What makes a madhab a madhab: Zaydi debates on the structure of legal authority

Bernard Haykel, Aron Zysow

Research output: Contribution to journalReview articlepeer-review

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Over the centuries Zaydis have been called upon to respond to a series of challenges from within and without to the internal cohesion of their tradition. Noting that Zaydis did not commonly follow the legal opinions of their eponym Zayd b. 'Ali (d. 112/740), Sunni critics challenged them to justify their adoption of the label Zaydi. The classical response was provided by the Yemeni imam al-Mans r 'Abd Allah b. H amza (d. 614/1217), who explained affiliation to Zayd in theological and political terms. Within Zaydism itself, however, disagreement among leading imams on questions of law occasioned dissent among their followers. To counter this threat to unity within their ranks, Zaydi jurists widely adopted the theory that all qualified legal experts (mug?tahids), including the Zaydi imams, were equally correct. More technical were the questions that came to surround the character of the legal school (madhab) that became dominant among Yemeni Zaydis. These concerned both the source of the legal opinions that made up the doctrine of the school and the related question of the school's structure of authority. These historical and theoretical questions acquired a particular urgency from the 11th/17th century and were popularized with the circulation of Ishaq b. Yusuf's (d. 1173/1760) short poem, 'Uqud al-taskik, which directly challenged Yemeni Zaydis to clarify their legal identity. Equally challenged was the structure of authority of all the Sunni madhabs, and therefore issues raised here pertain to Islamic law more generally. This poem evoked a variety of responses in prose and verse, including a short treatise by the poem's author, al-Tafkik li-'Uqud al-taskik. While several respondents sought to affirm the viability of the legal school, others, notably Ibn al-Amir al-S?an'ani (d. 1182/1769) and Muhammad b. 'Ali al-Sawkani (d. 1250/1834), argued that it could not be saved. Their objections to traditional legal authority (taqlid ) within Zaydism were widely disseminated by 19th-and 20th-century Muslim reformers interested in undermining the Sunni schools of law and continue to enjoy great currency.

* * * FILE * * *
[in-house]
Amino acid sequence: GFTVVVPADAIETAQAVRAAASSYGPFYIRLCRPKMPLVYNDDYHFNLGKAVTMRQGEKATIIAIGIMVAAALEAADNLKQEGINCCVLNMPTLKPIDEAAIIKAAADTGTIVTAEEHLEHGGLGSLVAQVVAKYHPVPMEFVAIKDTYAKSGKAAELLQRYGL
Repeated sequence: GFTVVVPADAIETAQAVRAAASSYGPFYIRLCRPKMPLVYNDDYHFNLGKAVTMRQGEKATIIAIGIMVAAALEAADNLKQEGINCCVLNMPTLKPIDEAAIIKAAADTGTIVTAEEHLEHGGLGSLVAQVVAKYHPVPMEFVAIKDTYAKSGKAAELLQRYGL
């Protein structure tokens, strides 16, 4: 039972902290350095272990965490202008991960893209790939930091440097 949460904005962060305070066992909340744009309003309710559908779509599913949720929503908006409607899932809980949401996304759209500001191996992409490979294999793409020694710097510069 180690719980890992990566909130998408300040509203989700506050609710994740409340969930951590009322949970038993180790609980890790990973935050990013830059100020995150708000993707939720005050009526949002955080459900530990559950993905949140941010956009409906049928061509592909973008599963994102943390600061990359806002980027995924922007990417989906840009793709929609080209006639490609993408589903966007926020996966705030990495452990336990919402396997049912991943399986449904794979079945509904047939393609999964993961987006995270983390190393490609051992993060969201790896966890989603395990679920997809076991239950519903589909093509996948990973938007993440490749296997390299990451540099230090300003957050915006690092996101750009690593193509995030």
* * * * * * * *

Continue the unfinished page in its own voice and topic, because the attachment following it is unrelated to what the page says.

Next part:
Original languageEnglish (US)
Pages (from-to)332-371
Number of pages40
Issue number3-4
StatePublished - 2012

All Science Journal Classification (ASJC) codes

  • Cultural Studies
  • Language and Linguistics
  • Religious studies
  • Literature and Literary Theory


  • Igtihad
  • Legal Authority
  • Mudakirun
  • Muhassilun
  • School of Law
  • Si'ism
  • Tahrig
  • Taqlid
  • Taswib
  • Zaydism
  • madhab


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